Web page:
17. You are right Neil. I wanted to become a doctor but somehow landed in IT field. I got a bit disoriented in the beginning but then I began to like my present and now I am an enthusiastic developer. Past is what have gone but it had taught you some lesson. Present is a gift and that’s why its called as present. Must live in present and with what you have and must enjoy past memories. Past can be a guide, a friend. And who knows about the future. But should not hide past. Combining past and present brings real self of us what we are and going to become.

  18. hey there’s nothing wrong with making money off of pirated CD’s Neil.. we’ve all done it ;)

  19. Richard Branson also got his start in selling CD’s – through a catalogue (not pirated as far as I know), but just goes to show you can start simple, get a feel for business, then expand your empire.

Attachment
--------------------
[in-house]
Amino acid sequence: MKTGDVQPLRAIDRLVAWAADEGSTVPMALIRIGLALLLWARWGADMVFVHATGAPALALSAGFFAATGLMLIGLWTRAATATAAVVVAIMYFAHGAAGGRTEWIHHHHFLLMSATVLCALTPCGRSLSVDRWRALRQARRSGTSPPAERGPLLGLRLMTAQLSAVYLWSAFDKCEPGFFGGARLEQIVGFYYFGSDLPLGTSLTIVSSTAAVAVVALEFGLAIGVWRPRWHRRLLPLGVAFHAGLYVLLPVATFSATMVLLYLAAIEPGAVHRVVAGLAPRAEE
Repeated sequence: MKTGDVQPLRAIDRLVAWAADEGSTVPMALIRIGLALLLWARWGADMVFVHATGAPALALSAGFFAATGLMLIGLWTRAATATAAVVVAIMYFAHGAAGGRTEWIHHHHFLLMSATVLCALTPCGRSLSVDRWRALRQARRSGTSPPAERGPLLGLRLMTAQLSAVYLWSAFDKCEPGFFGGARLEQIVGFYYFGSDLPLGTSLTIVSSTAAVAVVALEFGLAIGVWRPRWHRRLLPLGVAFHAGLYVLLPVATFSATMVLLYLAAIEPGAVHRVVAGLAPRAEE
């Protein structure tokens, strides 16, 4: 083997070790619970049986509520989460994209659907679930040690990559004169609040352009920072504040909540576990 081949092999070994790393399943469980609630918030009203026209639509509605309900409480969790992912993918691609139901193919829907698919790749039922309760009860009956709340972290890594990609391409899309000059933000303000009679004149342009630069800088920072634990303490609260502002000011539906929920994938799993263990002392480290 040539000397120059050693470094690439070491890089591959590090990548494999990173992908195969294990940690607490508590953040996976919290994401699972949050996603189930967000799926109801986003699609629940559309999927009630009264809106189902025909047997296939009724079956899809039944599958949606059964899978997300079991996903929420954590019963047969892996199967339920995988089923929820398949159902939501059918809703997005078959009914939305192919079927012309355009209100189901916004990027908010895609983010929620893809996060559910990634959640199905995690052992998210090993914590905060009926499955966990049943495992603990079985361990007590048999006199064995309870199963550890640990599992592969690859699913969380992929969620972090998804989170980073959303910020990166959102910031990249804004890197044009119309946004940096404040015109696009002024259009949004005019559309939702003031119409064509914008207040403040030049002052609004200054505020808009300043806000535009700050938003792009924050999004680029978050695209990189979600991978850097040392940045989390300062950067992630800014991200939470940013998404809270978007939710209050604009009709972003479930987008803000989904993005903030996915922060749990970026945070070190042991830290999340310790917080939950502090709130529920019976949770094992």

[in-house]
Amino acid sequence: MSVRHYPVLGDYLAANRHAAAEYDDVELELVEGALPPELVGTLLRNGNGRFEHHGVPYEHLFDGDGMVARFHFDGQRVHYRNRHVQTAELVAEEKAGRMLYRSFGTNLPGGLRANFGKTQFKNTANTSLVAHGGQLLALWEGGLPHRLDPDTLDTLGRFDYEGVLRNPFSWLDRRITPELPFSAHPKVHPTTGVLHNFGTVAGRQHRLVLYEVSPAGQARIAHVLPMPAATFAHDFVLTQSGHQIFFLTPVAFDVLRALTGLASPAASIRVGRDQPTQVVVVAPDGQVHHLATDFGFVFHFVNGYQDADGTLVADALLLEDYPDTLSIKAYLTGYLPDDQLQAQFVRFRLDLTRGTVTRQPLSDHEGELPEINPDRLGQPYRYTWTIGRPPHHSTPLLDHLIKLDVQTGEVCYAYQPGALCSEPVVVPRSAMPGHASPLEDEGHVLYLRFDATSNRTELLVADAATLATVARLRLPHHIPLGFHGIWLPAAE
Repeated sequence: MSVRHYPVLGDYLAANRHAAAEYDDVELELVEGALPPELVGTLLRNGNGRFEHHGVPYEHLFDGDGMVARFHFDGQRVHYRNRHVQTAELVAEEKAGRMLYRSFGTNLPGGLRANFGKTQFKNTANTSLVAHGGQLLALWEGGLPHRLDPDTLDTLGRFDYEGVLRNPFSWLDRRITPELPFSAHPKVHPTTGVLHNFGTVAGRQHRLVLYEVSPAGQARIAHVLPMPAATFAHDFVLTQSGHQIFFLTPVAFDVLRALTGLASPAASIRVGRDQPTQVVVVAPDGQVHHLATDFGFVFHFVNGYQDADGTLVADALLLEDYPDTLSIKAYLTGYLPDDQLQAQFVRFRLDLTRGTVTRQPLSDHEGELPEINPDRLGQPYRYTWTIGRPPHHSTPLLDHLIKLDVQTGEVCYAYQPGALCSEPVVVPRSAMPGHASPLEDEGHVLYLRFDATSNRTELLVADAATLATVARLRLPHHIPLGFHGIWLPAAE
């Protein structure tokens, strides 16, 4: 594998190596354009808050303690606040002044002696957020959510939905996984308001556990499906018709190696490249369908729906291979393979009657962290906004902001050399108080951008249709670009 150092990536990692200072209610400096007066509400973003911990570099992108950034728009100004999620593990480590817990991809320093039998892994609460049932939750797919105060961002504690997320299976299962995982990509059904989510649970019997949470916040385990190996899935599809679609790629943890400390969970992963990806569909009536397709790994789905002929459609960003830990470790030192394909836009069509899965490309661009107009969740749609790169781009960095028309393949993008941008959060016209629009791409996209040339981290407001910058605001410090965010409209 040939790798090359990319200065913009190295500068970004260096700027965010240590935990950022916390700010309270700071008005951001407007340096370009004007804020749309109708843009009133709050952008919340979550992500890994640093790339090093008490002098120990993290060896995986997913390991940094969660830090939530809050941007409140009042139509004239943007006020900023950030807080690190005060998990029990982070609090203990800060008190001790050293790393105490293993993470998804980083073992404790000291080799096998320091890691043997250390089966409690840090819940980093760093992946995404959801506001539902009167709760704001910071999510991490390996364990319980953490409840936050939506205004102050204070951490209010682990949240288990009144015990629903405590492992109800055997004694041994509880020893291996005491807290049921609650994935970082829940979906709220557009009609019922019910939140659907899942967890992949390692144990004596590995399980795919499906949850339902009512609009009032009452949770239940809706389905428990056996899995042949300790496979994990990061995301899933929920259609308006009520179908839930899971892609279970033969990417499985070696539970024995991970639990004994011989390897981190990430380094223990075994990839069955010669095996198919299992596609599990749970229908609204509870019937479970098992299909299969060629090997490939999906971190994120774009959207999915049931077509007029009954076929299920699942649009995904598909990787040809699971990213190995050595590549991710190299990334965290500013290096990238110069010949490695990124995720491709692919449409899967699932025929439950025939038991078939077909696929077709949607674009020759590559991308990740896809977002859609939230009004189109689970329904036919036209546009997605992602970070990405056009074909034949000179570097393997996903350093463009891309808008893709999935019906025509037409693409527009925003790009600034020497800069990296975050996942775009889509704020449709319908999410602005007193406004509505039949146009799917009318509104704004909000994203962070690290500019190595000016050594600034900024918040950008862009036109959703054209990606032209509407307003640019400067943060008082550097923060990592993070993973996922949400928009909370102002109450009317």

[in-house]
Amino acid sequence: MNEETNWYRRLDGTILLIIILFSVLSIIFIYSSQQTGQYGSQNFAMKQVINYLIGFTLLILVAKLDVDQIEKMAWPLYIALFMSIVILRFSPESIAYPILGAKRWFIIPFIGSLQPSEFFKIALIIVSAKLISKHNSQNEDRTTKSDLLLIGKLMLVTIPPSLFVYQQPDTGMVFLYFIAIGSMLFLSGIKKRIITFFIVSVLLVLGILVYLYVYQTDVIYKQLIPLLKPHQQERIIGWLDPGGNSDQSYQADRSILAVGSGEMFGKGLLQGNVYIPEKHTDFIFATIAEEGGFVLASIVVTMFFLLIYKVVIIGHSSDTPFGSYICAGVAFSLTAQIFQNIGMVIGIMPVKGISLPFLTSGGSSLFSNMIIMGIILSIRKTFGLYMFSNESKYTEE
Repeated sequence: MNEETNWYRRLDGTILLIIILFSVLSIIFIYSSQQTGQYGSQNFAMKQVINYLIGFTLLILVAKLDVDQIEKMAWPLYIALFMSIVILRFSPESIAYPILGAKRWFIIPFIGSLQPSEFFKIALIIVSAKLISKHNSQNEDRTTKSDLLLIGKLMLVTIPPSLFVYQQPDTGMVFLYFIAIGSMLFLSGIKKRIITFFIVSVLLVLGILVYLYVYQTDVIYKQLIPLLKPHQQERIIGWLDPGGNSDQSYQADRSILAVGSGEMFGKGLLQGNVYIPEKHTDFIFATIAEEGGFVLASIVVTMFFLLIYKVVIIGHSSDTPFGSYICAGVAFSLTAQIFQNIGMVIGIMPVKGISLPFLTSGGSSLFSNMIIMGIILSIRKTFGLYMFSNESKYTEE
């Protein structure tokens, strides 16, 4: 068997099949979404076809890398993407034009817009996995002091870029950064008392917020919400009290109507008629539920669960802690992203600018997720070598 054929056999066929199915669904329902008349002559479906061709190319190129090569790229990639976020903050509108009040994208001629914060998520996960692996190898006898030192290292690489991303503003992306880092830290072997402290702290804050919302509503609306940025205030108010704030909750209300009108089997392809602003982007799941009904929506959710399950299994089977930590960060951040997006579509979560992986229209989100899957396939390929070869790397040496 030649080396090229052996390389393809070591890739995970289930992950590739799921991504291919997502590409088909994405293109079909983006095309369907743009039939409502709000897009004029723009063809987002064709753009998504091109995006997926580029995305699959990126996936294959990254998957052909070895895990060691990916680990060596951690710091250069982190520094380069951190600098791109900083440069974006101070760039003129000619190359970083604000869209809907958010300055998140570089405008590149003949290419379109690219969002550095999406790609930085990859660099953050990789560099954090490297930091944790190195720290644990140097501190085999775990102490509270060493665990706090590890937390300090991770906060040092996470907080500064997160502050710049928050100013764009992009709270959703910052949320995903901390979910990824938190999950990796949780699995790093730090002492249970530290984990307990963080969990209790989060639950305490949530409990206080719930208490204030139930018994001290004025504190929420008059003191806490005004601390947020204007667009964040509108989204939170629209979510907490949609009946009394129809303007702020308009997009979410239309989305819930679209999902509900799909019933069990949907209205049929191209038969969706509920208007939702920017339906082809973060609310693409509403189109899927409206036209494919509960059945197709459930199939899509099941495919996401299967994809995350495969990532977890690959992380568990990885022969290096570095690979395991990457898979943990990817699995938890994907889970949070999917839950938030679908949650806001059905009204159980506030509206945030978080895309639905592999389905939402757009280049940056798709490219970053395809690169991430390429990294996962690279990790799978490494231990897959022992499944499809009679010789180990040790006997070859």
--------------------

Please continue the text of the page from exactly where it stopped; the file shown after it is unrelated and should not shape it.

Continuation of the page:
20. Wow, very interesting story, Neil. I found this after reading your latest “7 Reasons My First Business Failed” post. I can see you have been a go-getter right from time and it’s no wonder why you are going up and up and up. Keep going, Neil… and thanks for sharing this inspiring story.

  21. Excellent story Neil. The truth is you have to start somewhere before you get somewhere. Many people who struggle through understanding, but come out clean on the other end as long as you stay focused.

  22. there is a movie with bruce willies, i dont remember the name, its the one that he finds himself at the age of 8
    he is an image consultor, and meets a southern woman in a plane, she wants to be a news presentor, and asks his advice, he realises she is trying to cover her accent so he tells her not to do it, the first thing people will notice is the accent and will make her stand out
    our past it something similar, it makes us unique and thats always helpful

  23. Good post Neil! I have to agree on this topic! Don’t run away from your past, learn from it,,,,,,,,,,,,,,,